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I'm new to the Entities Framework, and am just starting to play around with it in my free time. One of the major questions I have is regarding how to handle ObjectContexts.

Which is generally preferred/recommended of these:

This

public class DataAccess{

    MyDbContext m_Context;

    public DataAccess(){
        m_Context = new MyDbContext();        
    }

    public IEnumerable<SomeItem> GetSomeItems(){
        return m_Context.SomeItems;
    }

    public void DeleteSomeItem(SomeItem item){
        m_Context.DeleteObject(item);
        m_Context.SaveChanges();
    }
}

Or this?

public class DataAccess{

    public DataAccess(){ }

    public IEnumerable<SomeItem> GetSomeItems(){
        MyDbContext context = new DbContext();
        return context.SomeItems;
    }

    public void DeleteSomeItem(SomeItem item){
        MyDbContext context = new DbContext();
        context.DeleteObject(item);
        context.SaveChanges();
    }
}
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Somewhat related to stackoverflow.com/questions/1072391/… –  shahkalpesh Aug 9 '09 at 19:27
    
And this... stackoverflow.com/questions/226127 Although the discussion is Linq2Sql, the same applies. –  spender Aug 9 '09 at 20:23

4 Answers 4

up vote 7 down vote accepted

The ObjectContext is meant to be the "Unit of Work".

Essentially what this means is that for each "Operation" (eg: each web-page request) there should be a new ObjectContext instance. Within that operation, the same ObjectContext should be re-used.

This makes sense when you think about it, as transactions and change submission are all tied to the ObjectContext instance.

If you're not writing a web-app, and are instead writing a WPF or windows forms application, it gets a bit more complex, as you don't have the tight "request" scope that a web-page-load gives you, but you get the idea.

PS: In either of your examples, the lifetime of the ObjectContext will either be global, or transient. In both situations, it should NOT live inside the DataAccess class - it should be passed in as a dependency

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If you keep the same context for a long-running process running lots queries against it, linq-to-sql (I didn't test against linq to entities, but I guess that's the same problem) gets VERY slow (1 query a second after some 1000 simple queries). Renewing the context on a regular basis fixes this issue, and doesn't cost so much.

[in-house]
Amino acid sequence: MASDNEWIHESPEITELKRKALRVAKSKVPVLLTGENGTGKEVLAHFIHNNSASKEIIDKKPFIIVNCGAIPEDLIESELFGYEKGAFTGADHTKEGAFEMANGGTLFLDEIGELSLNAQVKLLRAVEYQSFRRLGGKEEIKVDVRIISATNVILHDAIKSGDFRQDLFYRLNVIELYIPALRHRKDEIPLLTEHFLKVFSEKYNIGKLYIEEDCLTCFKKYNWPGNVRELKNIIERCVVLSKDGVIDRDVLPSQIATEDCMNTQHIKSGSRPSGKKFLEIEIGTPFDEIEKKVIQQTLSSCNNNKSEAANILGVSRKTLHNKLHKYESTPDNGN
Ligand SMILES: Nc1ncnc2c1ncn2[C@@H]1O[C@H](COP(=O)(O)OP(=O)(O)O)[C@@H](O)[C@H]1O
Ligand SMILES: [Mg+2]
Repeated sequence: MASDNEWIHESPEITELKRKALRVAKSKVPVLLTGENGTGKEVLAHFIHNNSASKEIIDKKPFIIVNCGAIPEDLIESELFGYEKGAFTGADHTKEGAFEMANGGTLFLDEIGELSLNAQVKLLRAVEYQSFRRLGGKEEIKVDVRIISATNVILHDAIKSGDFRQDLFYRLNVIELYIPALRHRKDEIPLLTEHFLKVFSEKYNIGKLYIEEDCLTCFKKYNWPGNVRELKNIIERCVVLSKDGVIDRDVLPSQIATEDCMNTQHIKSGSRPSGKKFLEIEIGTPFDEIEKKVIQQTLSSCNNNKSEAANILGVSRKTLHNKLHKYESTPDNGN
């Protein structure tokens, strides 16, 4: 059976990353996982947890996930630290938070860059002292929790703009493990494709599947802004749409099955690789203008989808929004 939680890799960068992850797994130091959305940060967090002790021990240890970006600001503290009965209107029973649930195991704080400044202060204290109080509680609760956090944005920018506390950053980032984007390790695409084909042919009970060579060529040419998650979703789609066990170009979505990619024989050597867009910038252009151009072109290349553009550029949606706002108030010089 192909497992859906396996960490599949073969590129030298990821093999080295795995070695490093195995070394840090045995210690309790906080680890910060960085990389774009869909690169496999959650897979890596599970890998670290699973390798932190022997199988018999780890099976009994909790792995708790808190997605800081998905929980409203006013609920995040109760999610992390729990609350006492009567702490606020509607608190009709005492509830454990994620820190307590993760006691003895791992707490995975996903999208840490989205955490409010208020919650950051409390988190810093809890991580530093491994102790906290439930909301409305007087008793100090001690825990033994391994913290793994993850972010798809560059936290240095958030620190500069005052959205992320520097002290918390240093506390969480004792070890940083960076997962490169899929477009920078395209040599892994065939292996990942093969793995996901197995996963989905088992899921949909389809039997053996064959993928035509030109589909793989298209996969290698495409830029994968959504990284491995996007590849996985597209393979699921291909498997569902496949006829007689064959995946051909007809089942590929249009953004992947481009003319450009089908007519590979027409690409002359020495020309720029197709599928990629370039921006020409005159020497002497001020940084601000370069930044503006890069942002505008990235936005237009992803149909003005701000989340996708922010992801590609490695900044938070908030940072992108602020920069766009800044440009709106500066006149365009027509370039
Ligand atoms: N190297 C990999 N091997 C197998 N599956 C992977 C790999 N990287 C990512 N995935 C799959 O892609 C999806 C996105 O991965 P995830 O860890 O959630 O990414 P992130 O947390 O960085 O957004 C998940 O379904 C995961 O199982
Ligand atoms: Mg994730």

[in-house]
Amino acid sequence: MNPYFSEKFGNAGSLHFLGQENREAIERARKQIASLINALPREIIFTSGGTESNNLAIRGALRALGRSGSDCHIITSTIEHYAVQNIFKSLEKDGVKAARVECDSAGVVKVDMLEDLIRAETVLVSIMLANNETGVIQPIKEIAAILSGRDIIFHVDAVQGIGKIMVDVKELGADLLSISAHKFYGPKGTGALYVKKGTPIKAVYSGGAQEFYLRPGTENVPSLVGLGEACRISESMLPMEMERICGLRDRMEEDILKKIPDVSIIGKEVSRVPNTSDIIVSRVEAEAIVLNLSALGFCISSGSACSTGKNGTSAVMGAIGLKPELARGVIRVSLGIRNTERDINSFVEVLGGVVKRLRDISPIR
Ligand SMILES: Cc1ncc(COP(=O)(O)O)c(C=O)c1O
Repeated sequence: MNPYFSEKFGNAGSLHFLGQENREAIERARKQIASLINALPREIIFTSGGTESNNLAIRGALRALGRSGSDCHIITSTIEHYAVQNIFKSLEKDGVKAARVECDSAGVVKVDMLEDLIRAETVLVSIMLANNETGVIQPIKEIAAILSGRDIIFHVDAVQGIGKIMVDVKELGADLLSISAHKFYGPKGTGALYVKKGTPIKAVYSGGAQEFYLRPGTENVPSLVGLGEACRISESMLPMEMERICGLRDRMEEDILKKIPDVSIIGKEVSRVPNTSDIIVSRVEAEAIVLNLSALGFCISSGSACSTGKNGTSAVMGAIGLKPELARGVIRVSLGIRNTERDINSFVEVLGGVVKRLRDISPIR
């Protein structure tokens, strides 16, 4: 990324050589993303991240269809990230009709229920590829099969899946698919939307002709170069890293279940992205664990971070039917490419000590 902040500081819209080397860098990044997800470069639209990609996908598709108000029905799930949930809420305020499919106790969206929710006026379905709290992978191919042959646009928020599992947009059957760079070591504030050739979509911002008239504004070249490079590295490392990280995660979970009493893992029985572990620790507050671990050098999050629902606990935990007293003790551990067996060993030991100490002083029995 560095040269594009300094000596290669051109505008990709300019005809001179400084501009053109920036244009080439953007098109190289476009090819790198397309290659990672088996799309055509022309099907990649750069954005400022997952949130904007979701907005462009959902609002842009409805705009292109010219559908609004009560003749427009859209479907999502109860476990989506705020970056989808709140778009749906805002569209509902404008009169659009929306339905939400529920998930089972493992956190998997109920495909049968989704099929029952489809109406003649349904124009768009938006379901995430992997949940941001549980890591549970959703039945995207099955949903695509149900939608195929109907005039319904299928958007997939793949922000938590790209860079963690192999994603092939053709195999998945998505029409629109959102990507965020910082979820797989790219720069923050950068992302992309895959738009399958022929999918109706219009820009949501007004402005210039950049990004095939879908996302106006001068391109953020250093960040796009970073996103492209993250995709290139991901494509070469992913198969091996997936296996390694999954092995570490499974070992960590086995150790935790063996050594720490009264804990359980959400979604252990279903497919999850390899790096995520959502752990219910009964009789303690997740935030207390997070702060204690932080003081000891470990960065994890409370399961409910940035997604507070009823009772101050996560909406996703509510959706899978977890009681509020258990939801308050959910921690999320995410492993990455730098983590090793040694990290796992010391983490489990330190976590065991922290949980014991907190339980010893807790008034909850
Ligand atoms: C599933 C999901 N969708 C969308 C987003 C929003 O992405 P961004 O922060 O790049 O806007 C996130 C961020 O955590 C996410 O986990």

What happens is that the context keeps track of every query you do on it, so if it's not reset in a way, it gets really fat... Other issue is then the memory it takes.

So it mainly depends on the way your application is working, and if you new up a DataAccess instance regularly or if you keep it the same all along. Hope this helps.

Stéphane

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Just a quick note - the two code pieces are roughly the same in their underlying problem. This is something that I have been looking at, because you dont want to keep opening and closing the context (see second example) at the same time you are not sure if you can trust Microsoft to properly dispose of the context for you.

One of the things I did was create a common base class that lazy loads the Context in and implement the base class destruct-er to dispose of things. This works well for something like the MVC framework, but unfortunately leads to the problem of having to pass the context around to the various layers so the business objects can share the call.

In the end I went with something using Ninject to inject this dependency into each layer and had it track usage

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microsoft recommends not having long-running DataContexts or ObjectContexts. It kills performance and complicates object tracking. –  Andras Zoltan Jan 9 '10 at 1:31

While I'm not in favour of always creating, what must be, complicated objects each time I need them - I too have found that the DataContexts in Linq to Sql and the ObjectContexts in EF are best created when required.

Both of these perform a lot of static initialisation based on the model that you run them against, which is cached for subsequent calls, so you'll find that the initial startup for a context will be longer than all subsequent instantiations.

The biggest hurdle you face with this is the fact that once you obtain an entity from the context, you can't simply pass it back into another to perform update operations, or add related entities back in. In EF you can reattach an entity back to a new context. In L2S this process is nigh-on impossible.

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as a result of this - I always simply have a using statement around my datacontext/objectcontext, and push all data manipulation inside it; My contexts are always as short-lived as possible. –  Andras Zoltan Jan 9 '10 at 1:33

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